Craig Hooper suggests that the Navy could benefit from a cooperative effort with the Coast Guard in this Forbes article.
“Even as the Navy embraces robotic craft, early at-sea experience counts. Independence matters. To help maintain a small population of early career officers with experience in early command at sea, the Navy may be wise to procure a set of “navalized” patrol boats based upon the Fast Response Cutter platform, and use them to advance unmanned technology while working with the Coast Guard on certain tasks.
“Adding marine-ized sensors from the F-35, anti-drone technology, a bare-bones combat system and unmanned command-and-control capabilities onto a proven Fast Response Cutter hull offers the Navy a useful asset that the Navy and early-career naval officers can employ alongside Coast Guard units. By leveraging the Coast Guard’s existing small boat doctrine, operational concepts and logistical support network, the integration and leadership challenges facing the Navy’s struggling small craft commands can be reduced.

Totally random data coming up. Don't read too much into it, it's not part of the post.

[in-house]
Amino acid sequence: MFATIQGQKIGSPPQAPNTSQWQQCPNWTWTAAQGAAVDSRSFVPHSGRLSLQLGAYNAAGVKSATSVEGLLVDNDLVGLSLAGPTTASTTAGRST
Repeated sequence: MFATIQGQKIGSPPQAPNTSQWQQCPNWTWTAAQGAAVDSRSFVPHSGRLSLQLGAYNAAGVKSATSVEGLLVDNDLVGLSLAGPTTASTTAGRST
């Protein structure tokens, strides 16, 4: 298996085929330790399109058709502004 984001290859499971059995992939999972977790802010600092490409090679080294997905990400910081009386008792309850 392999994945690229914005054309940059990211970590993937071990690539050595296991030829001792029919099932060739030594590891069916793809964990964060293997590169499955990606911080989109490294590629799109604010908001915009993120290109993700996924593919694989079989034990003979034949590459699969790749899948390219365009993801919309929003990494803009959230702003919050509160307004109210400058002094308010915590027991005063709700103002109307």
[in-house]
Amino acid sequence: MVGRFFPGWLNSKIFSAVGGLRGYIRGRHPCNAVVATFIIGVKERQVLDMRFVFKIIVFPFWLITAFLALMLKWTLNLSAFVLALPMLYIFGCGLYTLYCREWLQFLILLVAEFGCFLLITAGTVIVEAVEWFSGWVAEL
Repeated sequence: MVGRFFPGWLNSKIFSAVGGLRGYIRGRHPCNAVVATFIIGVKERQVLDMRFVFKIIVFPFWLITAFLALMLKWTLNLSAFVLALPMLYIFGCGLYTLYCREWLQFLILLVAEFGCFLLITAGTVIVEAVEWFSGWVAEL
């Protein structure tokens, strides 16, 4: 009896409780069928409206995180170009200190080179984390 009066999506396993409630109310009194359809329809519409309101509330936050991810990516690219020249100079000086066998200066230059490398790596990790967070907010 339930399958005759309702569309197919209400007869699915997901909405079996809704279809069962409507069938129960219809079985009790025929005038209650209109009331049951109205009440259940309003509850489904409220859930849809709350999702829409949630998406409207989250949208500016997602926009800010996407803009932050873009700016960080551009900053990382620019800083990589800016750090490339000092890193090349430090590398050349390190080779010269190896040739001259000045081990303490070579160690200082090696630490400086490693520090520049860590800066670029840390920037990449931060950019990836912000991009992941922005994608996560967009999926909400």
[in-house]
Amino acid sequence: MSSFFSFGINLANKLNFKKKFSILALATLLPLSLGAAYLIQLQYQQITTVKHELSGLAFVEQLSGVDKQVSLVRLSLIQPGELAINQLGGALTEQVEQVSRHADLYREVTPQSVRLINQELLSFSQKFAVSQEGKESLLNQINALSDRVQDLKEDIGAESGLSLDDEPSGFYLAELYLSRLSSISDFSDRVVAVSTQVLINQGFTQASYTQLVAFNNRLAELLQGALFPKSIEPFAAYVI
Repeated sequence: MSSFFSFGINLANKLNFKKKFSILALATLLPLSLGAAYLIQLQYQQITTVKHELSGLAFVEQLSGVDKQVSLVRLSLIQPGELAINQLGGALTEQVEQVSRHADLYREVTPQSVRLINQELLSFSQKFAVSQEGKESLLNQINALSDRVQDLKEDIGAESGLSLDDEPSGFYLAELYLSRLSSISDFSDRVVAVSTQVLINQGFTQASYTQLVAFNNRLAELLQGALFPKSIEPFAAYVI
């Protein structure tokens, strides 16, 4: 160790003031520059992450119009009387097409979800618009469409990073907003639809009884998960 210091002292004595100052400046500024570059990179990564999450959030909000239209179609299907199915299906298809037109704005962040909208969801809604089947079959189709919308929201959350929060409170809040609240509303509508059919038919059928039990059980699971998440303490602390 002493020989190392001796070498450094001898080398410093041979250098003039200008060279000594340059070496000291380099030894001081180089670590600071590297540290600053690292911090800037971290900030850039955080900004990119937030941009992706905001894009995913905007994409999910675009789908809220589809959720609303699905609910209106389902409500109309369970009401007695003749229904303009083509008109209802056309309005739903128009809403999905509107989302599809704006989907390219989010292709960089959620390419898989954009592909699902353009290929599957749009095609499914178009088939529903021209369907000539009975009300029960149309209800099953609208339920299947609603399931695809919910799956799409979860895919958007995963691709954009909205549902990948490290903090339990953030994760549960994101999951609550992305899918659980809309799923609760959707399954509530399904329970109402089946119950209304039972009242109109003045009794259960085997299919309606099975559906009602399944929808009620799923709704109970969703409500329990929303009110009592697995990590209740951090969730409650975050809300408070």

“By building capabilities to work together, both Services can advance their priorities while offering early-career officers relevant opportunities to command at a sea.
If I had to venture a guess, it would be that Junior Officers posted to shore installations are less likely to reprimanded for bad decisions than those on small boat units with small boat crews. It’s easier to hide in the numbers of personnel on shore than at sea.
( https://www.dcms.uscg.mil/Portals/10/CG-1/leadership/docs/pdf.jona.pdf?ver=2017-03-27-133808-843 )
I would be opposed to this as our officers would suffer at the expense of the Navy. Why create a problem with our officer corps to solve theirs? Also, if you’ve ever done any joint ops, there is a huge cultural difference between USCG and USN in how we approach things.